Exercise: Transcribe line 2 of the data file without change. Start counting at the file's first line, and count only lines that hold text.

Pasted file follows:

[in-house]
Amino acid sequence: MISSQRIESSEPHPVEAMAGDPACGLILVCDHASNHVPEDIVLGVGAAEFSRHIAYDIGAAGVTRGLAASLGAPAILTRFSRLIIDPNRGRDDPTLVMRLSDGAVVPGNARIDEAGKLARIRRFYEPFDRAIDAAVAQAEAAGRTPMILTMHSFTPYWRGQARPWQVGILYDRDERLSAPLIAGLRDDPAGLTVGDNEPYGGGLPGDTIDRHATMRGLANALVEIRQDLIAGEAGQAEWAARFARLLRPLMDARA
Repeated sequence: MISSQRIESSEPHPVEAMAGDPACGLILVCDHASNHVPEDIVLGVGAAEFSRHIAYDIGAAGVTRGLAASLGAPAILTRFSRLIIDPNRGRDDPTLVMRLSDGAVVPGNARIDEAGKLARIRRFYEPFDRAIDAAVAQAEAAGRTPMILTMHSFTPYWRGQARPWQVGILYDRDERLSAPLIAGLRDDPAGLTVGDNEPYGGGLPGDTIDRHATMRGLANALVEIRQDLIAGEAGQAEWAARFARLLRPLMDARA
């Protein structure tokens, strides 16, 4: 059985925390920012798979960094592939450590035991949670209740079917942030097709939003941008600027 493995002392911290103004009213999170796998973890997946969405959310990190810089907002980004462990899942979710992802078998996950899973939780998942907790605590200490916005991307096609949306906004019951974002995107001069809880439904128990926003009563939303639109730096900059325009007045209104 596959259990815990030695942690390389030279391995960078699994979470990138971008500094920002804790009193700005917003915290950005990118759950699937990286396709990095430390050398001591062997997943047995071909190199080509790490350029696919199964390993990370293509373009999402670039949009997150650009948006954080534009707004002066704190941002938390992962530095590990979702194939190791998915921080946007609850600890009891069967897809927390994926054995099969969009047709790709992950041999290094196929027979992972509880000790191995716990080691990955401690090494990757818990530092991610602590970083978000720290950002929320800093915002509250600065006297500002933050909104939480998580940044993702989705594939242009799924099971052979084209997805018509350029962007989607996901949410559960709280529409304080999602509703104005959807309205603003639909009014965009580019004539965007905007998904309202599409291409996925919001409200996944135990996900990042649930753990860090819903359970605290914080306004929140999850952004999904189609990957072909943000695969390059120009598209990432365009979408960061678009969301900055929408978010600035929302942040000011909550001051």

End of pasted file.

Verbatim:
Amino acid sequence: MISSQRIESSEPHPVEAMAGDPACGLILVCDHASNHVPEDIVLGVGAAEFSRHIAYDIGAAGVTRGLAASLGAPAILTRFSRLIIDPNRGRDDPTLVMRLSDGAVVPGNARIDEAGKLARIRRFYEPFDRAIDAAVAQAEAAGRTPMILTMHSFTPYWRGQARPWQVGILYDRDERLSAPLIAGLRDDPAGLTVGDNEPYGGGLPGDTIDRHATMRGLANALVEIRQDLIAGEAGQAEWAARFARLLRPLMDARA